Apple will initially offer its forthcoming iCloud service for free, though plans to eventually charge around $25 (about £15) per year for it, according to reports.
The LA Times claims that Apple has sewn up contracts with the four major music labels with a view to launching its cloud-based music service, citing sources familiar with the negotiations.
It is expected that iCloud will initally be offered for free to anyone buying music from Apple's iTunes Store, letting them upload their music to Apple's data centres. They will then be able to stream this music to internet-connected devices such as Macs, iPhones and iPods.
As well as a subscription service, Apple would sell advertising around iCloud, according to the report. Apple will share 70 percent of revenue from iCloud with record labels, as well as 12 percent with the copyright owners. The remaining 18 percent will be Apple's, according to the LA Times.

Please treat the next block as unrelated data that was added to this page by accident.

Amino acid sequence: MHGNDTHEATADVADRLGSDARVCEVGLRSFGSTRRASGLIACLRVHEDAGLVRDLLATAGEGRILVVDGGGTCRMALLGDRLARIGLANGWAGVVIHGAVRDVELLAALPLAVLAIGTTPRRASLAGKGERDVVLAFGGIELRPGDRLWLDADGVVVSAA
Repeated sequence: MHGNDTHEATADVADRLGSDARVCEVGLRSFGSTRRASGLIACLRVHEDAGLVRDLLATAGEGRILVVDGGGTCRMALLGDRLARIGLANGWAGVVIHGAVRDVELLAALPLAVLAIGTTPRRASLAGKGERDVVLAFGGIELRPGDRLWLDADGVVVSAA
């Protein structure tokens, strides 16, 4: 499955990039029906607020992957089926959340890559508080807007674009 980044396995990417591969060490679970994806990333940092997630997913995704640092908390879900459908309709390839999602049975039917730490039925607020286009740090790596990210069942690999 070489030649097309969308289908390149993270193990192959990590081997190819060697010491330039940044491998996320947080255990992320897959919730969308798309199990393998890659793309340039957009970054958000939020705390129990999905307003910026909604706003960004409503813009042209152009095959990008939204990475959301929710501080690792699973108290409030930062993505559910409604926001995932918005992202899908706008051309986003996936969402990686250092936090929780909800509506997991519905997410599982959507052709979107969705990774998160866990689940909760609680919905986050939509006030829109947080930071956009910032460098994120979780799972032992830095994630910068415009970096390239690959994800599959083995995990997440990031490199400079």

The report also claims that though it will initially focus on music, eventually iCloud will let customers upload movies and other digital content.
iCloud is expected to be more than a music-streaming service, though, replacing many of the functions of MobileMe. It may be limited to Mac OS X Lion and iOS 5 users, it is believed.
iCloud will be announced on Monday at the WorldWide Developer Conference (WWDC) in San Francisco.